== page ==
What if? Making the most of your 72 hours at #AHA19
The two most powerful words in the English language are “What If.” These words have created new nations, led to the most memorable books, and landed humans on the moon. They have also inspired almost every scientific breakthrough throughout human history. What if we could isolate radio isotypes? What if we could ultrasound the heart? What if we could transplant heart valves? What if we could create a machine to function like a heart while awaiting transplant? Each breakthrough has led to thousands of additional, and unanticipated, “What If” questions that have formed the foundation of modern cardiology and saved millions of lives.
Dreaming up “What If” questions is the first step of innovation and science is the method of rigorously answering these questions in a reproducible way. At AHA Scientific Sessions (#AHA19) this year, scientific innovation will be on display in every corner of the Philadelphia Convention Center.
In many ways, the entire Health Tech and Innovation Summit is the result of “What If” questions. What if we use artificial intelligence to identify those at risk for heart attacks? What if my K award results in a new Blood Pressure device that can be commercialized? What if we can use our smart watches to detect Atrial Fibrillation? And after smart watches, sensors, medical records and artificial intelligence have been harnessed to their full potential, what nascent technology will next revolutionize cardiovascular health? To find the answers to these questions, and three days’ worth of cutting edge discoveries, please join us in the Health Innovation pavilion, Heart Hub, Science and Technology Hall, Level 2.
And to be truly inspired, please add the AHA competition for best artificial intelligence and machine learning to your itinerary. This year three incredible trailblazers, Dr. Suchi Saria from the Johns Hopkins Bloomberg School of Public Health, Dr. Ramaraju Rudraraju from the University of Alabama at Birmingham, and Dr. Chun Yuan from the University of Washington, will compete for $10,000 prize sponsored to Amazon Web Service and Circulation: Genomic and Precision Medicine.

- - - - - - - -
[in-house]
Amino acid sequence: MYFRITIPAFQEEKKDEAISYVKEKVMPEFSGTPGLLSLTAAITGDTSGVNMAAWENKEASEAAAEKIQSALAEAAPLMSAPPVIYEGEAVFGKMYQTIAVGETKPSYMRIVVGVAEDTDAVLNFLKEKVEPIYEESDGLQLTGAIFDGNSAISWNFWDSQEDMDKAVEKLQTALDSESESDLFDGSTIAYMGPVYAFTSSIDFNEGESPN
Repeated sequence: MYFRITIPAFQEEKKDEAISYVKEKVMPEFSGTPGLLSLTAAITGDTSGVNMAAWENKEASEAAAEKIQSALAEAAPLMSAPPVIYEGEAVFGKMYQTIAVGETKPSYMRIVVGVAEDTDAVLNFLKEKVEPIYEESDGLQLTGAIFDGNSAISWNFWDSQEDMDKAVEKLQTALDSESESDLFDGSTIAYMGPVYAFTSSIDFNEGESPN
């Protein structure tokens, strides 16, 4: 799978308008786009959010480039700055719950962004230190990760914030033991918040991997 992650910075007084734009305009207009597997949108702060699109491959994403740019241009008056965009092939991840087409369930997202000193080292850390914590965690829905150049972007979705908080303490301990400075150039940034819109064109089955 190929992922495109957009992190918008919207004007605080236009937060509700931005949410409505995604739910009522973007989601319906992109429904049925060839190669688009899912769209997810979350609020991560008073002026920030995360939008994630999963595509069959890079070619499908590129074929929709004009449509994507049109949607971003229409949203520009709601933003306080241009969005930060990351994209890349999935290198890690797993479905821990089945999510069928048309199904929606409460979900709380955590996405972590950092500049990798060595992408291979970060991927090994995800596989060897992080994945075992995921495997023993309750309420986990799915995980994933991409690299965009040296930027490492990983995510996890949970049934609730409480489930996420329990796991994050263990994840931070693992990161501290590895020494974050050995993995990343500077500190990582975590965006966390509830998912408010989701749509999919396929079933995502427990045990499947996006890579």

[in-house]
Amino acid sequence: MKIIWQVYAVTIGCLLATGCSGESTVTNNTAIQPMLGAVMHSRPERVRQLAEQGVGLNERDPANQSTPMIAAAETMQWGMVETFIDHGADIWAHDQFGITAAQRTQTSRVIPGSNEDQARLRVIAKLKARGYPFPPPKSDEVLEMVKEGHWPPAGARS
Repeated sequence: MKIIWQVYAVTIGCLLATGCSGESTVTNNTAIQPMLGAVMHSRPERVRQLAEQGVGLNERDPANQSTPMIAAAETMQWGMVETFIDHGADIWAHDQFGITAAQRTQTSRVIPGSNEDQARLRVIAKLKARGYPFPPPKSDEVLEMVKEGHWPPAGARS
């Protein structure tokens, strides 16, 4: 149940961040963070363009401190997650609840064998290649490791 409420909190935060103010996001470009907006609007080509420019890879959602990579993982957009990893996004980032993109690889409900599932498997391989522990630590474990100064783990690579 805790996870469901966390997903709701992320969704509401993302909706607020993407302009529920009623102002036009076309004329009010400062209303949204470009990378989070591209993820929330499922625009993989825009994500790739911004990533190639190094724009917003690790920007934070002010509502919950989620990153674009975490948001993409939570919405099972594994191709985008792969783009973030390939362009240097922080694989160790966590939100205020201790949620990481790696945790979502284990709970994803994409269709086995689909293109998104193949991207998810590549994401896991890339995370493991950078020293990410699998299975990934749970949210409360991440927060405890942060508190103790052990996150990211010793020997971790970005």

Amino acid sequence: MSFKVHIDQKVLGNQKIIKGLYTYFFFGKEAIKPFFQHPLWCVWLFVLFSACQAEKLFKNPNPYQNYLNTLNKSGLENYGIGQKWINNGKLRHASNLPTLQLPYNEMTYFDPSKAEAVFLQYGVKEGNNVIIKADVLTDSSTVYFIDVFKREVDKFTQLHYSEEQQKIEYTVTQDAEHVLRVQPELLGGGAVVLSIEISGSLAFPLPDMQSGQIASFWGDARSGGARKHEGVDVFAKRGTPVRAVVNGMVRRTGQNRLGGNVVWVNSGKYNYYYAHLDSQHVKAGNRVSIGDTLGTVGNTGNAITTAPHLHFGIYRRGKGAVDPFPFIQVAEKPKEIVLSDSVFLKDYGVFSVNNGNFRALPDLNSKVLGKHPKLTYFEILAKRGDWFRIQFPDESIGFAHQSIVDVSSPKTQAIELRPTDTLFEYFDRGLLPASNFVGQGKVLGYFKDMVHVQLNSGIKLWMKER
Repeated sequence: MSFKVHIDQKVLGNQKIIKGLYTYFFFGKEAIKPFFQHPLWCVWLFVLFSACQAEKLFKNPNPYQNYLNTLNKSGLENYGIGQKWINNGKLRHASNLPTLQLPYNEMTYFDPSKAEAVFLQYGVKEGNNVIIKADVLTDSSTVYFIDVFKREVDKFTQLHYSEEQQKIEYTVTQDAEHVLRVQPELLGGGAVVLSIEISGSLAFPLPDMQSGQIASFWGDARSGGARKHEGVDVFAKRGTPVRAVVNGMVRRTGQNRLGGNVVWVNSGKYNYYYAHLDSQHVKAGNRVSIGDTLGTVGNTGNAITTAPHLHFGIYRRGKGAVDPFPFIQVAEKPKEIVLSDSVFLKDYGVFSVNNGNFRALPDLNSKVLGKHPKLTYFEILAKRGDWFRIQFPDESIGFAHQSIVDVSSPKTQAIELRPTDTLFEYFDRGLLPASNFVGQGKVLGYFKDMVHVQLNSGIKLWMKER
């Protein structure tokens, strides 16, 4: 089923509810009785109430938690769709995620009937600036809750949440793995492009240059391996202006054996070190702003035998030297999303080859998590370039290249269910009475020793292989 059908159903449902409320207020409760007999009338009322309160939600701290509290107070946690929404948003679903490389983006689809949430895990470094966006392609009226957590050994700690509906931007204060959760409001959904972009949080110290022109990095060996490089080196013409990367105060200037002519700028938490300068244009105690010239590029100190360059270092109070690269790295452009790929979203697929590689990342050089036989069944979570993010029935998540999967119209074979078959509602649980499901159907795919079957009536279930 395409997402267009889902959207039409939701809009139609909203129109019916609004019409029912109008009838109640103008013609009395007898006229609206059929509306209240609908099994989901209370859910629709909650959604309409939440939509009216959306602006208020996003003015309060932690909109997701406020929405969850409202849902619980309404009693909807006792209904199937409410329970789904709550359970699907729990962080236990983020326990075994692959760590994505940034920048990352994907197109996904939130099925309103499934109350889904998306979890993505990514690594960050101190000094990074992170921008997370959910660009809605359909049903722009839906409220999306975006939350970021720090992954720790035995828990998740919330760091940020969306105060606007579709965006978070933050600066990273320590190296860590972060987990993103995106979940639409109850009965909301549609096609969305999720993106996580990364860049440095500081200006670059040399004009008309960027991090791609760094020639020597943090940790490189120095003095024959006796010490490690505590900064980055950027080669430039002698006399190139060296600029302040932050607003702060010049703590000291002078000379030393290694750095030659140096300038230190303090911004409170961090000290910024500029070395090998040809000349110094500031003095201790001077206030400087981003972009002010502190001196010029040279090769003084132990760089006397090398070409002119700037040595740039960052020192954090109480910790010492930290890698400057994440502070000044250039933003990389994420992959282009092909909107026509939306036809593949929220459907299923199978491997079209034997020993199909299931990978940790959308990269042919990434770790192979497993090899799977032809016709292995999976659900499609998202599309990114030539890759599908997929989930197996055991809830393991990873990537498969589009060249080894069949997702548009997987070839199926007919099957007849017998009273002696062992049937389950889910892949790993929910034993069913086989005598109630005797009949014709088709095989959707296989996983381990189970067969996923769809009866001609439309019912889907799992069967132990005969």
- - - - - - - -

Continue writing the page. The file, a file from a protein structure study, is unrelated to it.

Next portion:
This year the World Economic Forum Collaborators will present sessions on big data and deep learning, blockchain in health care, and highlight the value in Healthcare Initiative for cardiovascular practice.
But not every innovation is new or digital. One of the most anticipated late-breaking science presentation is the results of the COLCOT study. The COLCOT study evaluated the impact of colchcine, an anti-inflammatory medication used for hundreds of years, on the recurrence of cardiovascular events in those who have recently experienced a heart attack. Results will be released Saturday morning at 10:45am.
What should you take away from Scientific Sessions this year? Yes, you will see, and hopefully experience, lots of cool and potentially life-changing innovations, develop lifelong networks, and walk a lot. And when you leave Philadelphia, you may be able to apply these innovation to your daily work. But, perhaps more importantly, I encourage you to take a step back and think about these innovations in the aggregate. Think about what prompted the “What If” questions that resulted in the presentations. Then think about your own “What if” questions.
As you attend Scientific Sessions this year, I hope you take away more than just (the important) knowledge about these innovations. I hope you take away the inspiration to ask your own “What If” questions. Let those questions change your practice or your daily work and inspire you to be a relentless force. And next year, or maybe in the next 10 years, bring your innovations back to Scientific Sessions and let them inspire others to dream bigger and see further.
The views, opinions and positions expressed within this blog are those of the author(s) alone and do not represent those of the American Heart Association. The accuracy, completeness and validity of any statements made within this article are not guaranteed. We accept no liability for any errors, omissions or representations. The copyright of this content belongs to the author and any liability with regards to infringement of intellectual property rights remains with them. The Early Career Voice blog is not intended to provide medical advice or treatment. Only your healthcare provider can provide that. The American Heart Association recommends that you consult your healthcare provider regarding your personal health matters. If you think you are having a heart attack, stroke or another emergency, please call 911 immediately.